With the rise of prenatal screening tests across Europe and the United States, the number ofhas significantly decreased, but few countries have come as close to eradicating Down syndrome births as Iceland.
Since prenatal screening tests were introduced in Iceland in the early 2000s, the vast majority of women — close to 100 percent — who received a positive test for Down syndrome terminated their pregnancy.
While the tests are optional, the government states that all expectant mothers must be informed about availability of screening tests, which reveal the likelihood of a child being born with Down syndrome. Around 80 to 85 percent of pregnant women choose to take the prenatal screening test, according to Landspitali University Hospital in Reykjavik.
“CBSN: On Assignment” headed to Iceland with CBS News correspondent Elaine Quijano to investigate what’s factoring into the high termination rates.
Using an ultrasound, blood test and the mother’s age, the test, called the Combination Test, determines whether the fetus will have a chromosome abnormality, the most common of which results in Down syndrome. Children born with this genetic disorder have distinctive facial issues and a range of developmental issues. Many people born with Down syndrome can live full, healthy lives, with an average lifespan of around 60 years.
Other countries aren’t lagging too far behind in Down syndrome termination rates. According to the most recent data available, the United States has an estimated termination rate for Down syndrome of 67 percent (1995-2011); in France it’s 77 percent (2015); and Denmark, 98 percent (2015). The law in Iceland permits abortion after 16 weeks if the fetus has a deformity — and Down syndrome is included in this category.
Where are the voices of disapproval or criticism? Where’s the other side? This is as close as it gets:
Quijano asked [geneticist Eric] Stefansson, “What does the 100 percent termination rate, you think, reflect about Icelandic society?”
“It reflects a relatively heavy-handed genetic counseling,” he said. “And I don’t think that heavy-handed genetic counseling is desirable. … You’re having impact on decisions that are not medical, in a way.”
Stefansson noted, “I don’t think there’s anything wrong with aspiring to have healthy children, but how far we should go in seeking those goals is a fairly complicated decision.”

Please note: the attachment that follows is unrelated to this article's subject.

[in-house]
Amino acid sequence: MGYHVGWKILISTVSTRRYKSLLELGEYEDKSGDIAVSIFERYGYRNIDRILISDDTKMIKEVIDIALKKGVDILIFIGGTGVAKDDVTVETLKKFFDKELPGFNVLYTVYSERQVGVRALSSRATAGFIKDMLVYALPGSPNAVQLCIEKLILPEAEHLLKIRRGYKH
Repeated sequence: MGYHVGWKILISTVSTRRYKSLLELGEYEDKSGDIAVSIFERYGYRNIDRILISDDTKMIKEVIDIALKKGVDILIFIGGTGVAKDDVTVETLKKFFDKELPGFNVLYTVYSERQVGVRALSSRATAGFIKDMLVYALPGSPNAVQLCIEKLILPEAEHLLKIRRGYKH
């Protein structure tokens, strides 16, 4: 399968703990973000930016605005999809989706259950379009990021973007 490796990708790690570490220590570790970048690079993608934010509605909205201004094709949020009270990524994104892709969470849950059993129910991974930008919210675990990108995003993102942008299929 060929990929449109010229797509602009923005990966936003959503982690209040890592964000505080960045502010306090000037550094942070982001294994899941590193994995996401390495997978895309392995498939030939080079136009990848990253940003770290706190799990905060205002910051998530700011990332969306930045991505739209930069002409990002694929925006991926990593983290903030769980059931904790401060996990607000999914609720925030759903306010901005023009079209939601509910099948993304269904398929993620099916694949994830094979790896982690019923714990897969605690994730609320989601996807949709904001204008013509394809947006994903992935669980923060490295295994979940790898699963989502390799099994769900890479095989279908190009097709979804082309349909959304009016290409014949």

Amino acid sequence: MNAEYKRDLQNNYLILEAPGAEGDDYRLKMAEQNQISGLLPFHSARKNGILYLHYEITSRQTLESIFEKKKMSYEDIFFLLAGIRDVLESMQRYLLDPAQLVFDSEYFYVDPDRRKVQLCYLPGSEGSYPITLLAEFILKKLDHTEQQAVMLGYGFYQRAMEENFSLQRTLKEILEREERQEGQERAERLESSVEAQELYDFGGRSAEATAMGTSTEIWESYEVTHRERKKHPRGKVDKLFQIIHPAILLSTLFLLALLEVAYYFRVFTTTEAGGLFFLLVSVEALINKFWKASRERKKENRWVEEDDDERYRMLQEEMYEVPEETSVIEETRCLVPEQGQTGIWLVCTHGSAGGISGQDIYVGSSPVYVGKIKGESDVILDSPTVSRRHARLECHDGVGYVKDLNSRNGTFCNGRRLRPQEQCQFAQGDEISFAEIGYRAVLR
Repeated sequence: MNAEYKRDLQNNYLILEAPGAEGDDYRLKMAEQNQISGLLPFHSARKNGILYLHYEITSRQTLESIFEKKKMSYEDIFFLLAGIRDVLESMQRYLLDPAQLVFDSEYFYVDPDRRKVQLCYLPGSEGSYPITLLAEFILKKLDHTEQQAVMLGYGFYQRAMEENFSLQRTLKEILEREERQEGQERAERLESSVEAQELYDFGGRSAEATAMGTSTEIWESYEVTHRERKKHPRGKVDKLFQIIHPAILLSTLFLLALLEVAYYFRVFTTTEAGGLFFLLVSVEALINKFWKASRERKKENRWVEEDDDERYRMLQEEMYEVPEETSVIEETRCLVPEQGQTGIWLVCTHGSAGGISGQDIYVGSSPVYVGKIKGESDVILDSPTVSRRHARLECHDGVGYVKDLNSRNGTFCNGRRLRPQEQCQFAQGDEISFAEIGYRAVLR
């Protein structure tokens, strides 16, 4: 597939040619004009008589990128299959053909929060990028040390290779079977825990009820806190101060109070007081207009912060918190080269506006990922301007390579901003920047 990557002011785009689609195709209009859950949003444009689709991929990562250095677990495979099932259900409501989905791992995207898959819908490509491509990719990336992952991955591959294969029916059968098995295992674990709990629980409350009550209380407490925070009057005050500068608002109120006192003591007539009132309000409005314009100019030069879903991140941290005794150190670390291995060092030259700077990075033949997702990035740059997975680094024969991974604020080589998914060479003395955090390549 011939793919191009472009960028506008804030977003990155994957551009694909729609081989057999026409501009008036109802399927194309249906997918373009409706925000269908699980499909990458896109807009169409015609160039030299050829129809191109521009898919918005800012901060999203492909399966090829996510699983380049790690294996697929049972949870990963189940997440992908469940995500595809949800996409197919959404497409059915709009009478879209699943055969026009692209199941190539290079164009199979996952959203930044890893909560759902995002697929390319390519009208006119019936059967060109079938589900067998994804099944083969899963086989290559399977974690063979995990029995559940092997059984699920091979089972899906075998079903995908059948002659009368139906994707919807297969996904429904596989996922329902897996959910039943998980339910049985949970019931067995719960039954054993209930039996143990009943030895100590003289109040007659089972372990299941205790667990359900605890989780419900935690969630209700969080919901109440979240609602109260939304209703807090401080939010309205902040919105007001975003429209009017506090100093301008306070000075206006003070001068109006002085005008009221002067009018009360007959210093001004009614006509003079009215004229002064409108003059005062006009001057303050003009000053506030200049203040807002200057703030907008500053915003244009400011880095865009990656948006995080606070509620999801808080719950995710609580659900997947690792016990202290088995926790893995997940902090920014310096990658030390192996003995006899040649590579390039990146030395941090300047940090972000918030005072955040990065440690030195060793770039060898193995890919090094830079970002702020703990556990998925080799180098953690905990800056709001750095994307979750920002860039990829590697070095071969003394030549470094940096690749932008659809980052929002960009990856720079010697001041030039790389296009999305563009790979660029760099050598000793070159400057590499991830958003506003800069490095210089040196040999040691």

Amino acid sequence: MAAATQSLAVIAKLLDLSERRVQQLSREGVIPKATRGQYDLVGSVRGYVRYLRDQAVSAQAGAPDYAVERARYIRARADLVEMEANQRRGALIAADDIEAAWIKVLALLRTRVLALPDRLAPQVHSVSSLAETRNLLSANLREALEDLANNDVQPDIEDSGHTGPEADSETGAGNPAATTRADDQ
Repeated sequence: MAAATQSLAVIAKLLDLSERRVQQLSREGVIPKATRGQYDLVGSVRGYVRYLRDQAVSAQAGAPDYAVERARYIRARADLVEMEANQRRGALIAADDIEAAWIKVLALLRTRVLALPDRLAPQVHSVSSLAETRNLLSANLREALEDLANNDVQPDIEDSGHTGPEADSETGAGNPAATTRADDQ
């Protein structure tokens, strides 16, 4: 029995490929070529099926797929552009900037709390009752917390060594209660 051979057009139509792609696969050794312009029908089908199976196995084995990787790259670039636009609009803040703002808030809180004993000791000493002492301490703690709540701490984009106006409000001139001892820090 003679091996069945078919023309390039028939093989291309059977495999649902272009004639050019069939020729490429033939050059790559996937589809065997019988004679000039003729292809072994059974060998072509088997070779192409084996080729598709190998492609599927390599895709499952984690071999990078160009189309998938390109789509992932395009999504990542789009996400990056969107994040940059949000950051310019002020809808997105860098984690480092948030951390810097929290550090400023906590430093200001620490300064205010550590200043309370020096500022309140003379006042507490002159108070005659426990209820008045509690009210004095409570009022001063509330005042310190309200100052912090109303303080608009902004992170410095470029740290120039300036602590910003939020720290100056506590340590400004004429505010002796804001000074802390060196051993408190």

No word from medical ethicists. No criticism from clergy. No moral qualms.
This is appallingly unbalanced, agenda-driven crap.
Meantime, one prominent pro-life voice online has taken note:
— Patricia Heaton (@PatriciaHeaton) August 15, 2017
Read this summary of reaction, which dares to call this practice what it is: eugenics. Didn’t CBS get that? Evidently not.
Over 35 years ago, when I first joined CBS News as a young kid just out of college, I had the privilege of working with people who had known and worked alongside the likes of Edward R. Murrow and Charles Collingwood. They had a sense of mission, history and purpose. Beyond that, there was a sense of journalistic responsibility; there were fairly stringent standards that had to be followed. Differing views were not optional; they were mandatory. Back then, someone would have skimmed this script and made the connection. “You know,” he’d say, “I know guys who followed the troops as they liberated the camps at the end of World War II, and they saw what this kind of thinking created. This is just like that. It’s eugenics. You need someone to address that. Otherwise, it sounds like we’re supporting it. We can’t have that.” And the reporter or producer would be sent back to get other voices to give context and balance. (Or, if they really wanted a story to grab people by the throat, they might have taken a different approach, posing the question: “Is eugenics taking hold in Iceland?”)
Where are people to do that kind of reporting today? Or don’t they care?
UPDATE: I’ll be chatting about this with Sheila Liaugminas on Relevant Radio tonight at 6:30 pm ET. You can learn more about her show, “A Closer Look” and give a listen here.
Photo: CBS News
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